Got ADHD? Write Down (Don’t Type) the Important Stuff

by Amy Lawson Moore, PhD

I recently read a delightful and comprehensive compilation of organizational tips from ADHD experts in ADDitude Magazine. From ways to track your to-do list to keeping your desk organized to having a consistent “home” for each of your belongings, the strategies for staying organized and helping remember important things in our lives were great. And worthy of saving in a folder somewhere on my laptop. A file probably labeled “ADHD Resources” that contains hundreds of articles all with similar titles and content that I will read once and then forget about. Out of sight, out of mind. But, I digress.

I got to the end of this particular article and had to read it a second time. Something seemed to be missing and I needed to make sure my ADHD brain hadn’t just skipped over it. But, no. Not there. Nothing about the importance of handwritten notes. (Techies…please keep reading. I’m not going to pitch an antiquated habit for no good reason.)

My purple daily planner holds both my appointment calendar and my to-do lists. In fact, they’re integrated. I write in my meetings and appointments at their designated times and pencil in my specific to-do items in between the scheduled events. For example, yesterday I had a podcast interview at 9am followed by two hours of work on a research article followed by a lunch appointment at 11:30 followed by a quick meeting at 1pm followed by two more hours of work on a time-sensitive conference presentation followed by another podcast interview at 3pm followed by an hour of planning for next week’s meetings followed by a counseling client at 6pm. Everything was written in order, in pencil, on my planner page.

I’ve only missed one appointment in the last year, because I had neglected to add it to my planner. If it’s not written down, it doesn’t exist. Fortunately, it wasn’t a high stakes meeting and one that was easily rescheduled. Why is this method of keeping track of my insanely packed schedule so effective for me? Because our brains actually encode our own handwriting differently and more comprehensively than they encode the type-written word. We remember things better when we’ve picked up a pen or pencil and written it on paper than if we add the same information to a digital app or device. Did you hear that? We remember things better when we write them down. ADHD Warriors like me need all the help we can get in the memory department. Why in the world wouldn’t anyone mention that in a list of techniques for helping us keep our lives organized?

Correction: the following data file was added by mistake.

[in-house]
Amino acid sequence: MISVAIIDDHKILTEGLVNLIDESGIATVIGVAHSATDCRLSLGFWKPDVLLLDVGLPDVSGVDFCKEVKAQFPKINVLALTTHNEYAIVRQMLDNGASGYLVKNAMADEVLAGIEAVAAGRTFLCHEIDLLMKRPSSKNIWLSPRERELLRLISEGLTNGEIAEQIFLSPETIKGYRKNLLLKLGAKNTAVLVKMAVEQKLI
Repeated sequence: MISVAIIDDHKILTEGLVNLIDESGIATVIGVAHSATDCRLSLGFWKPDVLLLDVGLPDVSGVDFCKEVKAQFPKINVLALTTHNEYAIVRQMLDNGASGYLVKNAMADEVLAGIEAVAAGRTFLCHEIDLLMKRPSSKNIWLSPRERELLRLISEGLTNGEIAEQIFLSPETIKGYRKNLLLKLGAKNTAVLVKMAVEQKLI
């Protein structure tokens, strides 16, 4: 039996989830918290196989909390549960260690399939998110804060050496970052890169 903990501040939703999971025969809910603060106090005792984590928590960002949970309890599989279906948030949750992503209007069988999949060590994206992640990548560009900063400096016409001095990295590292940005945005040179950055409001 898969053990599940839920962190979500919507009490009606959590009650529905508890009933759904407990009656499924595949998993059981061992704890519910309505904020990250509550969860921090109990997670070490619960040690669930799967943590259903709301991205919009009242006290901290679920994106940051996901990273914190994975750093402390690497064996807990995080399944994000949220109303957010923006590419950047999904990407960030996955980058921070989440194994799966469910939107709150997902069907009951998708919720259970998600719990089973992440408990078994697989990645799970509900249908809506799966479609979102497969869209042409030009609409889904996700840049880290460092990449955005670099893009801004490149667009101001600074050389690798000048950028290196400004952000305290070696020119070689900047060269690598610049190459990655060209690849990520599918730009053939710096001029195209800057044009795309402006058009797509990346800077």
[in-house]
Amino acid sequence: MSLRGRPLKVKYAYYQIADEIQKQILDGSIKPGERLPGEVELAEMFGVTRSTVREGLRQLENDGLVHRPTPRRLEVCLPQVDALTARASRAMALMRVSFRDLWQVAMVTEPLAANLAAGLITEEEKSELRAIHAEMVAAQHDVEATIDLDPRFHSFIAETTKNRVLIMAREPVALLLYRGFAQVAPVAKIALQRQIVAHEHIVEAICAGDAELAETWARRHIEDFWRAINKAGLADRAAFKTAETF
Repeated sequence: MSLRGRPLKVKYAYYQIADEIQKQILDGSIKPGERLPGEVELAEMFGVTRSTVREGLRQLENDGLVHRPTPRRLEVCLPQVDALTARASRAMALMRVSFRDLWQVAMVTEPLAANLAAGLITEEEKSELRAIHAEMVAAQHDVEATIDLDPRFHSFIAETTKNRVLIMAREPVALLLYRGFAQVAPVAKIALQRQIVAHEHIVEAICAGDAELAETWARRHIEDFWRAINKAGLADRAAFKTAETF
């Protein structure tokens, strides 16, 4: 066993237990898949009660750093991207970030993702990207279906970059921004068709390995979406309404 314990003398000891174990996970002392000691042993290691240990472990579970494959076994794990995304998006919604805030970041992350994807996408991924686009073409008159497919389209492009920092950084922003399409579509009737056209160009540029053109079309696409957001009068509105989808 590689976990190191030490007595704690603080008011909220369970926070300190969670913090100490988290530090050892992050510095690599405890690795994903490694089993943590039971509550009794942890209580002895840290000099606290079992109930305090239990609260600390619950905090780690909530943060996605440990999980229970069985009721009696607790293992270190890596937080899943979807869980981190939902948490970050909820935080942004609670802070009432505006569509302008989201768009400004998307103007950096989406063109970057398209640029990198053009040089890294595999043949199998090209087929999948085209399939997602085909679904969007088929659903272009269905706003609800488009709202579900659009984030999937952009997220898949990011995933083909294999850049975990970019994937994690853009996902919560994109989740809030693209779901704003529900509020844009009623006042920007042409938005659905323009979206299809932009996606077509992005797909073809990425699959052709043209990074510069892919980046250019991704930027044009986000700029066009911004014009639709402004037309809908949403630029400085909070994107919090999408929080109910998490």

My team and I did a study a few years ago on more than 5,000 children and adults who had been diagnosed with ADHD. We looked at their cognitive profiles across the lifespan and found that their greatest deficits were in working memory, long-term memory, and processing speed…not attention. We’ve got memory issues, y’all! But instead of choosing a technique that will actually exercise our memory skills, we’re so quick to let technology just be our memory. That’s like taking the elevator instead of the stairs because we’re a little out of shape. Both methods get us where we want to go but taking the stairs actually works our legs a little and improves our physical condition.

Here is a fantastic article that summarizes what happens in our brains when we write things down. It links to some great research. Maybe it will inspire you. Or maybe you’ll just file this away in your ADHD Resources file and forget about it. But, as a brain training researcher, I always want to choose the option that makes my ADHD brain work better. Even if it takes a little extra effort to make that happen! As for the “expert” lists, I’d love to see this idea included on the next one.

From my brain to yours –

Dr. Amy

About Dr. Amy: Dr. Amy Moore is a cognitive psychologist in Colorado Springs, Colorado, at the headquarters of LearningRx, the largest network of brain training centers in the world. She specializes in cognition and learning in neurodevelopmental disorders, brain injury, learning disabilities, and age-related cognitive decline. She is also Editor-in-Chief of Modern Brain Journal, a board-certified Christian counselor, and co-host of the podcast Brainy Moms. Learn more about her work at

For further reading:

40 ADHD-Friendly Tips for Getting Things Done
(The delightful and comprehensive ADDitude article referenced above)

Why You Remember Things Better When You Write Them Down

Neuroscience Explains Why You Need to Write Down Your Goals If You Actually Want To Achieve Them

The Pen Is Mightier Than the Keyboard: Advantages of Longhand Over Laptop Note Taking

The effects of handwriting experience on functional brain development in pre-literate children

The Importance of Cursive Handwriting Over Typewriting for Learning in the Classroom: A High-Density EEG Study of 12-Year-Old Children and Young Adults